Many years ago, I started looking at all relationships as a dance. When asking a new partner to dance, or being asked to dance by someone for the first time, it is always awkward at first. Will we step on each other’s toes? Who takes the lead? After the first dance ends, will there be more dances and will we become a pair admired by all?
One of the toughest parts in the Web of Life is that of family and friends – relationships. But for me it was one of the weakest parts of my web.
No matter where you are in processing the truth that you or a loved one must live with a chronic illness, accepting the diagnosis and living more fully is only possible when you have supportive relationships.
When first diagnosed all those years ago, I rarely talked about my illness with anyone. My colleagues knew I had an illness but I never really discussed it with my superiors as I believe they only cared about productivity – not weakness. Friends knew but I again, I did not want to dwell on my sickness when socializing. My mom sometimes joined me for doctor appointments and she learned a few things about me physical limitations. Most of the time, I remained silent.
I was alone, a wallflower who believed only my beloved dogs accepted me for all my flaws. And it was true because I never let anyone else in. My dogs gave me purpose,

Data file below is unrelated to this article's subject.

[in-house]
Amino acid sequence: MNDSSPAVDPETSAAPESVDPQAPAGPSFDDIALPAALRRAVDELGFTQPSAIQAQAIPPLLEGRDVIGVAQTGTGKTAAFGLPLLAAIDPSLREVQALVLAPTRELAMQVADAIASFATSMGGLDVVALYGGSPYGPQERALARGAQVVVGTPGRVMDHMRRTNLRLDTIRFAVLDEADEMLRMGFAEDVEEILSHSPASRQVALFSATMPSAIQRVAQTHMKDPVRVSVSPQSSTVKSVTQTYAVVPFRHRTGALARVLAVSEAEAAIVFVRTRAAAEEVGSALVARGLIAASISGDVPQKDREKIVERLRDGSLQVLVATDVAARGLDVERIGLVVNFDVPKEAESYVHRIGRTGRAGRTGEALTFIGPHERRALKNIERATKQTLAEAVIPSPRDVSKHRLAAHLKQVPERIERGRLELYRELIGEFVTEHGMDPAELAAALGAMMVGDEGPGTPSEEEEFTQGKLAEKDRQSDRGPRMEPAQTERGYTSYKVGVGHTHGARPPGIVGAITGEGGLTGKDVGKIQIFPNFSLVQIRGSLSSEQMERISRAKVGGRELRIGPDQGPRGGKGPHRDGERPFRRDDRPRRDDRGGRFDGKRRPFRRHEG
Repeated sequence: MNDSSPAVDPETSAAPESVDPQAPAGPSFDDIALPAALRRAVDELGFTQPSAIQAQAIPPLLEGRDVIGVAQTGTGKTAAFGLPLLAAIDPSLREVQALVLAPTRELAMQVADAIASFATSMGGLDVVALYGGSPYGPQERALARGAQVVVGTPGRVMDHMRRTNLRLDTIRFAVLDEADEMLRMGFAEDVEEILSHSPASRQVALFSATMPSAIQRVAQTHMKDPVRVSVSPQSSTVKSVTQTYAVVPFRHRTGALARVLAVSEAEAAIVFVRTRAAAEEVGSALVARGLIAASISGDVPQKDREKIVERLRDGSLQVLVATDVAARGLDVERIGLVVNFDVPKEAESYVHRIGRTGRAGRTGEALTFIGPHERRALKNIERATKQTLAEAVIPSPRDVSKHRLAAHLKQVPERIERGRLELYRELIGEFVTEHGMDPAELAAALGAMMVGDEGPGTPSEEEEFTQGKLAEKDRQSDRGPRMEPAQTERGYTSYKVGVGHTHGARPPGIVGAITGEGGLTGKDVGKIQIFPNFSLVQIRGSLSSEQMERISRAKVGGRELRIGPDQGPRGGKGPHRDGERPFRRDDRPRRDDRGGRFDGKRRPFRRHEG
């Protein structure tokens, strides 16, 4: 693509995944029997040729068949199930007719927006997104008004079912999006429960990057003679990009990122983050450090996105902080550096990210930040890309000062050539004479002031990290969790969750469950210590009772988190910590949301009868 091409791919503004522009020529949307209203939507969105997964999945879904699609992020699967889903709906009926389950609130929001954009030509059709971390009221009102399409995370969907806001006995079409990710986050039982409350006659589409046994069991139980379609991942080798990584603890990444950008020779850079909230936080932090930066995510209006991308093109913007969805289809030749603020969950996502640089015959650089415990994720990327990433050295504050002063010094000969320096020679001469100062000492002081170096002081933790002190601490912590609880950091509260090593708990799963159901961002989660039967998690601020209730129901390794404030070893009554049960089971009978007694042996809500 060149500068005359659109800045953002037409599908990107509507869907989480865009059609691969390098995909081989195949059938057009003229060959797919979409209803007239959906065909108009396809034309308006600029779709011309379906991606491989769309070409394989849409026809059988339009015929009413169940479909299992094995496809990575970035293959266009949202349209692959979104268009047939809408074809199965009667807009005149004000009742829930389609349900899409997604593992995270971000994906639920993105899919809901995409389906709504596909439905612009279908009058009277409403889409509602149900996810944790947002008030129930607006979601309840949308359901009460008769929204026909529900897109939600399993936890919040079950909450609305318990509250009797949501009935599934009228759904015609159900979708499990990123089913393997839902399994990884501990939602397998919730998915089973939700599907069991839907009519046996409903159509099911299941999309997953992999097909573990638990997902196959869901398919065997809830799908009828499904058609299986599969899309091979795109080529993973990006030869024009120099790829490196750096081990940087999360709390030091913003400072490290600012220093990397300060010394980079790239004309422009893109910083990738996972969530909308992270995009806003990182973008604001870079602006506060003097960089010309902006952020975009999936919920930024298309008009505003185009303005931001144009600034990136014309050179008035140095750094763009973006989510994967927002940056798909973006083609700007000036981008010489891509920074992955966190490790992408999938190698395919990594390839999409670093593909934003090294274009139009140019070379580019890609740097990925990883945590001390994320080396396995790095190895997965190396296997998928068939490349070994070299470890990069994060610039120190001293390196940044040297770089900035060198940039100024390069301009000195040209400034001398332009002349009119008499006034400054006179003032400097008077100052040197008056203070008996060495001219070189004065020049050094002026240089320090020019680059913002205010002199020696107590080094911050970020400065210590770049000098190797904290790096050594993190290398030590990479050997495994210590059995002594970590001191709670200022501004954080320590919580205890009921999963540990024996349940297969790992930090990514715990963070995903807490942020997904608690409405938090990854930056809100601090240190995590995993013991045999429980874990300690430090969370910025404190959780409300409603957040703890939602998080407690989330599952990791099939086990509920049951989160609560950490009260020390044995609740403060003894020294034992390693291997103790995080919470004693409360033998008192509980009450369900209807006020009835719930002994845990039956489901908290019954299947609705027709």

comfort, humor, and I thought that was all I needed in life.
That changed when I started the two-step with my husband. We were in Alaska and knew each other barely a week. I told him one Saturday afternoon as we relaxed on the sofa that I had CFS/ME and fibromyaglia. Convinced the relationship wouldn’t go anywhere, I figured why not tell all and be done before it goes further. Imagine my surprise when he didn’t run, didn’t care, didn’t think I of me as damaged goods. How could I not marry this guy!!
The experience of sharing my illness freed me. Now I tell people I have a chronic illness. My illness is not a crutch. It does not define me. It is one aspect of who I am like being Jewish and a Yankee living happily in Texas are also me. I don’t exactly meet people, shake their hand, and say, “Nice to meet you, I’m Laura and I have a chronic illness.” But it there is a reason to share this part of my life, I openly explain that I have an illness. A cautionary note: I do not necessarily recommend full disclosure if potential for discrimination exists. Use your best personal judgment.
Becoming more open and accepting of my illness brought surprising results. Most people don’t care and often, someone knows someone else with an illness. I am not the pariah I feared. People are more understanding than I gave credit. My pets still bring me great joy, comfort, and humor. Even on the worst days, I must take care of them and the dogs insist on a daily walk that helps all of us. Life is much richer now and my dance card now includes wonderful human relationships.
Building trusting relationships is a critical part in weaving and maintaining your Web of Life. Everyone needs a trusting shoulder and this is especially true for sufferers of chronic illness. Daily burdens are sometimes overwhelming and a partner who holds you up and keeps you from falling makes the tough times easier to bear.
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